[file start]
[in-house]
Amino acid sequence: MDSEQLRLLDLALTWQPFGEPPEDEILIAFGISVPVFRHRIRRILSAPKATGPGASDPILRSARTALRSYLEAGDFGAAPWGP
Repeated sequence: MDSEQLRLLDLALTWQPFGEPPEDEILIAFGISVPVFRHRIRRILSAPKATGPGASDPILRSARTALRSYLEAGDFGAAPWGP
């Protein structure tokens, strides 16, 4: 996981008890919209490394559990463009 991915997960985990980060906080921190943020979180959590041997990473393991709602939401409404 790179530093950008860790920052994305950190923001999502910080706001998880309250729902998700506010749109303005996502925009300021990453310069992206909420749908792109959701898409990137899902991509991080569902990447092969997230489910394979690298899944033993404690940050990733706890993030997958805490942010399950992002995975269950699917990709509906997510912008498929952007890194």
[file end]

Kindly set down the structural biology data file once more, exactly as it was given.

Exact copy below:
[in-house]
Amino acid sequence: MDSEQLRLLDLALTWQPFGEPPEDEILIAFGISVPVFRHRIRRILSAPKATGPGASDPILRSARTALRSYLEAGDFGAAPWGP
Repeated sequence: MDSEQLRLLDLALTWQPFGEPPEDEILIAFGISVPVFRHRIRRILSAPKATGPGASDPILRSARTALRSYLEAGDFGAAPWGP
């Protein structure tokens, strides 16, 4: 996981008890919209490394559990463009 991915997960985990980060906080921190943020979180959590041997990473393991709602939401409404 790179530093950008860790920052994305950190923001999502910080706001998880309250729902998700506010749109303005996502925009300021990453310069992206909420749908792109959701898409990137899902991509991080569902990447092969997230489910394979690298899944033993404690940050990733706890993030997958805490942010399950992002995975269950699917990709509906997510912008498929952007890194």